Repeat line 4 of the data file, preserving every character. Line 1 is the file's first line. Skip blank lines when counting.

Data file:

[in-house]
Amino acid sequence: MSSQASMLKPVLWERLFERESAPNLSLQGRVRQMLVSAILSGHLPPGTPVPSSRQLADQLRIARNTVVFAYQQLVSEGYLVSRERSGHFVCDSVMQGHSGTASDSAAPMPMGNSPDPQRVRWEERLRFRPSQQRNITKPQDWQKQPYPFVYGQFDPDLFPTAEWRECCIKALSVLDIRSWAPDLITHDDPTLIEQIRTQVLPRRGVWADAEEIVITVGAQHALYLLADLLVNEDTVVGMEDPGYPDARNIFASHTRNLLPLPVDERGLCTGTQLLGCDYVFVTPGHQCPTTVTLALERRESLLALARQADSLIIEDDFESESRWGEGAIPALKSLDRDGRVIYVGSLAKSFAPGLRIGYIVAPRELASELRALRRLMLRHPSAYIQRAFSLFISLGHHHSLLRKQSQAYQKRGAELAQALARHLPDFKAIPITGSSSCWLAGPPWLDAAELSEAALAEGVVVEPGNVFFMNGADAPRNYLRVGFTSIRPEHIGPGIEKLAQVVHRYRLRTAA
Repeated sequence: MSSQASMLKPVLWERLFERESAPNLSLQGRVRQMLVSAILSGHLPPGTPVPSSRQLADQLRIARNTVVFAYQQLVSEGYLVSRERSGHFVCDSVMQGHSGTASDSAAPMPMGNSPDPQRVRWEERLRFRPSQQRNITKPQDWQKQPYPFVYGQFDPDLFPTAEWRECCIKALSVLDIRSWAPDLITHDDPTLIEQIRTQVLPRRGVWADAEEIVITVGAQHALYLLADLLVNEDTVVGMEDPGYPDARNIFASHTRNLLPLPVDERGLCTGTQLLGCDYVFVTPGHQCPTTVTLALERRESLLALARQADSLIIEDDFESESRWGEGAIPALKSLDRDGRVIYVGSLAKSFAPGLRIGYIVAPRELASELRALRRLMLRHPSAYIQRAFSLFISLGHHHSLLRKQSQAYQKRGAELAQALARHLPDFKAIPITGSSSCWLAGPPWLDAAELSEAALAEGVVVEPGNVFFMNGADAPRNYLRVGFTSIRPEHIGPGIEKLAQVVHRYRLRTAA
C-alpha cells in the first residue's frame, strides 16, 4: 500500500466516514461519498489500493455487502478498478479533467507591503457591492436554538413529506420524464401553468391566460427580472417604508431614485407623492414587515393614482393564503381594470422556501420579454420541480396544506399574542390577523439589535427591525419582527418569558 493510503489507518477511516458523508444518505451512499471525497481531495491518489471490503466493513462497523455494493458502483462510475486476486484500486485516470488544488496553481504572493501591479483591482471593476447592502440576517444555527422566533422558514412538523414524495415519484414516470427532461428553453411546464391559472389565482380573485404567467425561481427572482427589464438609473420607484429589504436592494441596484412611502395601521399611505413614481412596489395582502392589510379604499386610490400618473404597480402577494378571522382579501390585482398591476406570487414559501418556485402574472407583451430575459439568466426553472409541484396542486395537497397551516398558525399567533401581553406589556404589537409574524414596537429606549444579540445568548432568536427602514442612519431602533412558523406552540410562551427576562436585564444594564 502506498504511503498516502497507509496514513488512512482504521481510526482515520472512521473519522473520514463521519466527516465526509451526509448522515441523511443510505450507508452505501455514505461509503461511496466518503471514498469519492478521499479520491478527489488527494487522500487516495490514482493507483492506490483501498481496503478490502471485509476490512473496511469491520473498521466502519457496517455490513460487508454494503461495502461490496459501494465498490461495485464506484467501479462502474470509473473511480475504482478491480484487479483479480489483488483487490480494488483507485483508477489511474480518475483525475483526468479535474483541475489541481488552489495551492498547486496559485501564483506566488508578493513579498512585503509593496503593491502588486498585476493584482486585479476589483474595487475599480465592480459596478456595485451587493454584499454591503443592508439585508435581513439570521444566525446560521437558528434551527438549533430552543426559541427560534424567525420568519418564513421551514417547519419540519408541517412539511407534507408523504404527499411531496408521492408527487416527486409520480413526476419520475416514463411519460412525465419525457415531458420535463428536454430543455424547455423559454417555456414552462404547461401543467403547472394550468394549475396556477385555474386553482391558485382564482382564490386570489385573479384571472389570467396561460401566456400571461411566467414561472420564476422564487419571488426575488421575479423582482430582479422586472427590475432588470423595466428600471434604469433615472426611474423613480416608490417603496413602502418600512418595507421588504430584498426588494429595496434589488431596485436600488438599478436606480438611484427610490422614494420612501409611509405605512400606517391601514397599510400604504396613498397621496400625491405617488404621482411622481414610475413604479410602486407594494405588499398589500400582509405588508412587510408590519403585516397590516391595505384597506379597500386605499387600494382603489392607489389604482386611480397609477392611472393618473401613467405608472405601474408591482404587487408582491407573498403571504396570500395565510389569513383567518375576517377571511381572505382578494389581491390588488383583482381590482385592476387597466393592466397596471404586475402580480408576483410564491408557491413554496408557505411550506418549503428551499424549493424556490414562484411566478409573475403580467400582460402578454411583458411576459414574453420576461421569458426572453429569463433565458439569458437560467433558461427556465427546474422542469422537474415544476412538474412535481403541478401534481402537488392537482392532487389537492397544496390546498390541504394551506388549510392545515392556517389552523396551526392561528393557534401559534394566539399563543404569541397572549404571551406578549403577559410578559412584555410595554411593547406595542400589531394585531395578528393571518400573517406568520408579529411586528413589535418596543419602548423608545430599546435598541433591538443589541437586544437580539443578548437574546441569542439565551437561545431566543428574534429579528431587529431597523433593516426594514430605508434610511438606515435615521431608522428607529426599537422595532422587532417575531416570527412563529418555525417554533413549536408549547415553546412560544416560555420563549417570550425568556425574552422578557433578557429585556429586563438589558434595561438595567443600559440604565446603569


C-alpha cells in the first residue's frame, strides 16, 4: 500500500466516514461519498489500493455487502478498478479533467507591503457591492436554538413529506420524464401553468391566460427580472417604508431614485407623492414587515393614482393564503381594470422556501420579454420541480396544506399574542390577523439589535427591525419582527418569558 493510503489507518477511516458523508444518505451512499471525497481531495491518489471490503466493513462497523455494493458502483462510475486476486484500486485516470488544488496553481504572493501591479483591482471593476447592502440576517444555527422566533422558514412538523414524495415519484414516470427532461428553453411546464391559472389565482380573485404567467425561481427572482427589464438609473420607484429589504436592494441596484412611502395601521399611505413614481412596489395582502392589510379604499386610490400618473404597480402577494378571522382579501390585482398591476406570487414559501418556485402574472407583451430575459439568466426553472409541484396542486395537497397551516398558525399567533401581553406589556404589537409574524414596537429606549444579540445568548432568536427602514442612519431602533412558523406552540410562551427576562436585564444594564 502506498504511503498516502497507509496514513488512512482504521481510526482515520472512521473519522473520514463521519466527516465526509451526509448522515441523511443510505450507508452505501455514505461509503461511496466518503471514498469519492478521499479520491478527489488527494487522500487516495490514482493507483492506490483501498481496503478490502471485509476490512473496511469491520473498521466502519457496517455490513460487508454494503461495502461490496459501494465498490461495485464506484467501479462502474470509473473511480475504482478491480484487479483479480489483488483487490480494488483507485483508477489511474480518475483525475483526468479535474483541475489541481488552489495551492498547486496559485501564483506566488508578493513579498512585503509593496503593491502588486498585476493584482486585479476589483474595487475599480465592480459596478456595485451587493454584499454591503443592508439585508435581513439570521444566525446560521437558528434551527438549533430552543426559541427560534424567525420568519418564513421551514417547519419540519408541517412539511407534507408523504404527499411531496408521492408527487416527486409520480413526476419520475416514463411519460412525465419525457415531458420535463428536454430543455424547455423559454417555456414552462404547461401543467403547472394550468394549475396556477385555474386553482391558485382564482382564490386570489385573479384571472389570467396561460401566456400571461411566467414561472420564476422564487419571488426575488421575479423582482430582479422586472427590475432588470423595466428600471434604469433615472426611474423613480416608490417603496413602502418600512418595507421588504430584498426588494429595496434589488431596485436600488438599478436606480438611484427610490422614494420612501409611509405605512400606517391601514397599510400604504396613498397621496400625491405617488404621482411622481414610475413604479410602486407594494405588499398589500400582509405588508412587510408590519403585516397590516391595505384597506379597500386605499387600494382603489392607489389604482386611480397609477392611472393618473401613467405608472405601474408591482404587487408582491407573498403571504396570500395565510389569513383567518375576517377571511381572505382578494389581491390588488383583482381590482385592476387597466393592466397596471404586475402580480408576483410564491408557491413554496408557505411550506418549503428551499424549493424556490414562484411566478409573475403580467400582460402578454411583458411576459414574453420576461421569458426572453429569463433565458439569458437560467433558461427556465427546474422542469422537474415544476412538474412535481403541478401534481402537488392537482392532487389537492397544496390546498390541504394551506388549510392545515392556517389552523396551526392561528393557534401559534394566539399563543404569541397572549404571551406578549403577559410578559412584555410595554411593547406595542400589531394585531395578528393571518400573517406568520408579529411586528413589535418596543419602548423608545430599546435598541433591538443589541437586544437580539443578548437574546441569542439565551437561545431566543428574534429579528431587529431597523433593516426594514430605508434610511438606515435615521431608522428607529426599537422595532422587532417575531416570527412563529418555525417554533413549536408549547415553546412560544416560555420563549417570550425568556425574552422578557433578557429585556429586563438589558434595561438595567443600559440604565446603569